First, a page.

Lucky Millinder

Lucky Millinder - One of the key figures in the Jump-Blues movement.

Lucky Millinder – Savoy Ballroom – 1945 – Past Daily Downbeat

Lucky Millinder
Lucky Millinder – One of the key figures in the Jump-Blues movement.

Lucky Millinder and his orchestra – Savoy Ballroom, Harlem – July 10, 1945 – One Night Stand Program – Gordon Skene Sound Collection –

Lucky Millinder this weekend – with his orchestra, performing at The Savoy Ballroom in Harlem and broadcast by NBC/Armed Forces Radio on July 10, 1945.

One of the key figures in the burgeoning Jump-Blues movement during the war and post-war years Millinder, along with contemporaries Louis Jordan, Joe Liggins, Roy Milton and others, pioneered a genre of music that gave its equal nod to Jazz while keeping its foot solidly in Blues. Many of these leaders spent time within the ranks of Count Basie’s band, and looking at the lineups for these Jump-Blues outfits, a veritable who’s who of Jazz figures who went on to achieve legend status (such as Dizzy Gillespie), spent formative years in the Millinder, Liggins, Jordan and Milton organizations.

Lest you think Jazz and Blues (and it’s eventual hybrid, Rock n’ Roll) weren’t compatible siblings in the beginning, you just have to check out the lineups and sessionographies to know that ain’t so.

Lucky Millinder was an interesting figure. Although he could not read or write music, did not play an instrument and rarely sang, his showmanship and musical taste made his bands successful. His group was said to have been the greatest big band to play rhythm and blues, and gave work to a number of musicians who later became influential at the dawn of the rock and roll era. He was inducted into the Alabama Jazz Hall of Fame in 1986.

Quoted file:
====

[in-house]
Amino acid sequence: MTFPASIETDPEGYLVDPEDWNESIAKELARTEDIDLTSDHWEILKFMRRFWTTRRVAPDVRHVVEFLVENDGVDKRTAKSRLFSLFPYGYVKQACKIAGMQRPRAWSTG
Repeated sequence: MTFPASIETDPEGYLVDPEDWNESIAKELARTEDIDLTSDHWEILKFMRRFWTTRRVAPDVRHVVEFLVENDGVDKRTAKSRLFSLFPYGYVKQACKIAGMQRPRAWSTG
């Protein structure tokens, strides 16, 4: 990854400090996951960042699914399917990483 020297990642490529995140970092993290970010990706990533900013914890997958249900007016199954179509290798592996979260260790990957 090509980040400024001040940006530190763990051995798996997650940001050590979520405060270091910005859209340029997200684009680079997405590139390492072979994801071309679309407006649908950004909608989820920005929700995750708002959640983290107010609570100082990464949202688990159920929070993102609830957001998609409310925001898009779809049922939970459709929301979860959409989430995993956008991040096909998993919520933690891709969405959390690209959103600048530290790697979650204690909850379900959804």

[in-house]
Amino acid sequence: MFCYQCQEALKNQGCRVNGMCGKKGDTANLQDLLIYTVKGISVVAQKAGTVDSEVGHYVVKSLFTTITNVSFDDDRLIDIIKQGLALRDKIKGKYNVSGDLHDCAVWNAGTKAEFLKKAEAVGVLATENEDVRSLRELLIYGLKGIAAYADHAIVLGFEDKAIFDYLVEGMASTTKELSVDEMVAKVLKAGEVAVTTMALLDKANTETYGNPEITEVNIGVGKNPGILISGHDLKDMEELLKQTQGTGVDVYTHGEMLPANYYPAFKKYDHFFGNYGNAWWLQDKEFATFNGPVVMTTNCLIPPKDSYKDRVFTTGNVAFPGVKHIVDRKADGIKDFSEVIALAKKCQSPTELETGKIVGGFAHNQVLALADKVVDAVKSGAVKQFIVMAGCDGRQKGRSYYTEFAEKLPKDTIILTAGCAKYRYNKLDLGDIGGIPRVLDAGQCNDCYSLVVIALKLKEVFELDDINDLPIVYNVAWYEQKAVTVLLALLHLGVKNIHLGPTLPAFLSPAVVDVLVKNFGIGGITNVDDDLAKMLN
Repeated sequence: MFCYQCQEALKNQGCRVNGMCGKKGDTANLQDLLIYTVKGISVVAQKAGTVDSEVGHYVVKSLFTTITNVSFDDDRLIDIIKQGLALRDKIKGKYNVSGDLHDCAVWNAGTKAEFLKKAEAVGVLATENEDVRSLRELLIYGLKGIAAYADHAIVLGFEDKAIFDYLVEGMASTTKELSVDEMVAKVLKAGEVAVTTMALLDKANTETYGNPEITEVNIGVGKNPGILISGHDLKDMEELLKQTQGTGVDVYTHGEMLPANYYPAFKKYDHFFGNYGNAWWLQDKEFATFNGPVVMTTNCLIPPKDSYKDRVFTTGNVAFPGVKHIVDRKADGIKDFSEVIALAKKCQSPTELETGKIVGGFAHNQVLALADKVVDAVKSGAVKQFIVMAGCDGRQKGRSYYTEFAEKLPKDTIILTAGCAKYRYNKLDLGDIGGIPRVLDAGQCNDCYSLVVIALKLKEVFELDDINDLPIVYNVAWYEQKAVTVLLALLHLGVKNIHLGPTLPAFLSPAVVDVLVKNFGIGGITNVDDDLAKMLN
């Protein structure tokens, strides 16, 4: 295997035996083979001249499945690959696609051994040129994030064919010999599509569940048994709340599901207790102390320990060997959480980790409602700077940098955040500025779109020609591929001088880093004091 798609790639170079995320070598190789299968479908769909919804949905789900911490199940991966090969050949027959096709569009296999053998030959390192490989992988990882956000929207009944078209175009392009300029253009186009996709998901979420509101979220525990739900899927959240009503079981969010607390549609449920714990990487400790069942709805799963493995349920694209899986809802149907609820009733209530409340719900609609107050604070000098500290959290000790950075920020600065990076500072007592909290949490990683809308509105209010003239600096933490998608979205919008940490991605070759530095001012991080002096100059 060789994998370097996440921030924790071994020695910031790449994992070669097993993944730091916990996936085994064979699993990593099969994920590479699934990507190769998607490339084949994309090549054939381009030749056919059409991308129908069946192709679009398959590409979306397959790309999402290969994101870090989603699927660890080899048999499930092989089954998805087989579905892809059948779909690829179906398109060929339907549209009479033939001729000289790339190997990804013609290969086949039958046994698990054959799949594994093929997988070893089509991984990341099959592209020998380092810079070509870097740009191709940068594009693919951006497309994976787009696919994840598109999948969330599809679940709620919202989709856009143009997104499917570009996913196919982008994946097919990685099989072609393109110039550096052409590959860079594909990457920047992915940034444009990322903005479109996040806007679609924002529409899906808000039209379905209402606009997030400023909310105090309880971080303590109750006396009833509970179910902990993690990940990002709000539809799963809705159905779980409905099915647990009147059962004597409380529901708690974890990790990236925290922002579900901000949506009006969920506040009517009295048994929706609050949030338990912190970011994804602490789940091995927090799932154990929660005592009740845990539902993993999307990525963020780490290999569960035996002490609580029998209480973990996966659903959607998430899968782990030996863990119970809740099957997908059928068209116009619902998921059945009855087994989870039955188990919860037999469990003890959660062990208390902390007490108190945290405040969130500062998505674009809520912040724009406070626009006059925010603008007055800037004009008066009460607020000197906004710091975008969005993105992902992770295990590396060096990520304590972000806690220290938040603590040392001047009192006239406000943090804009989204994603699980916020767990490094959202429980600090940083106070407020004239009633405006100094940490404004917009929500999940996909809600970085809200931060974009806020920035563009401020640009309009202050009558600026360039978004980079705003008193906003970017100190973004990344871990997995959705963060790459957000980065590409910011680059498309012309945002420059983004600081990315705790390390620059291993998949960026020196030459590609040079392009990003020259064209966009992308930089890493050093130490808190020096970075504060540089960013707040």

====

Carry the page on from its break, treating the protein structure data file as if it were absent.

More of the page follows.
In the 1920s he worked in clubs, ballrooms, and theatres in Chicago as a master of ceremonies and dancer. He first fronted a band in 1931 for an RKO theater tour, and in 1932 took over the leadership of Doc Crawford’s orchestra in Harlem. He also freelanced elsewhere.

In 1933, he took a band to Europe, playing residencies in Monte Carlo and Paris. He returned to New York to take over the leadership of the Mills Blue Rhythm Band, which included Henry “Red” Allen, Charlie Shavers, Harry “Sweets” Edison and J. C. Higginbotham, and which had a regular slot at The Cotton Club.

In 1938 he teamed-up with pianist Bill Doggett to front Doggett’s group. By 1940 had formed a completely new orchestra, which included Doggett and the drummer “Panama” Francis. Around this time he discovered the established gospel singer and guitarist Rosetta Tharpe, with whom his ensembles performed for many years and first recorded with on four cuts for Decca in 1938.

He established a residency at New York’s Savoy Ballroom and won a contract with Decca Records. Dizzy Gillespie was the band’s trumpeter for a while and was featured on Millinder’s first charting hit, “When the Lights Go On Again (All Over the World)”, which reached number 1 on the R&B chart and number 14 on the pop chart in 1942. The follow-up records “Apollo Jump” and “Sweet Slumber” were also big hits, with vocals by Trevor Bacon.

By the mid-1940s the band was drifting towards what came to be known as rhythm and blues. Other band members around this time included the saxophonists Bull Moose Jackson, Tab Smith and Eddie “Lockjaw” Davis and the pianist “Sir” Charles Thompson. In 1944 Millinder recruited the singer Wynonie Harris, and their recording of “Who Threw the Whiskey in the Well” became the group’s biggest hit in 1945, staying at number 1 on the R&B chart for eight weeks and also reaching number 7 on the US pop chart. After Harris left for a solo career, Millinder followed up with another hit, “Shorty’s Got to Go”, on which he took lead vocals. Soon afterwards, Ruth Brown became the band’s singer for a short period before her own solo career took off.

To get an idea what Lucky Millinder’s band was sounding like during the pivotal 1945 period, check out this performance from the One Night Stand series via Armed Forces Radio and originating with NBC Radio from July 10, 1945.

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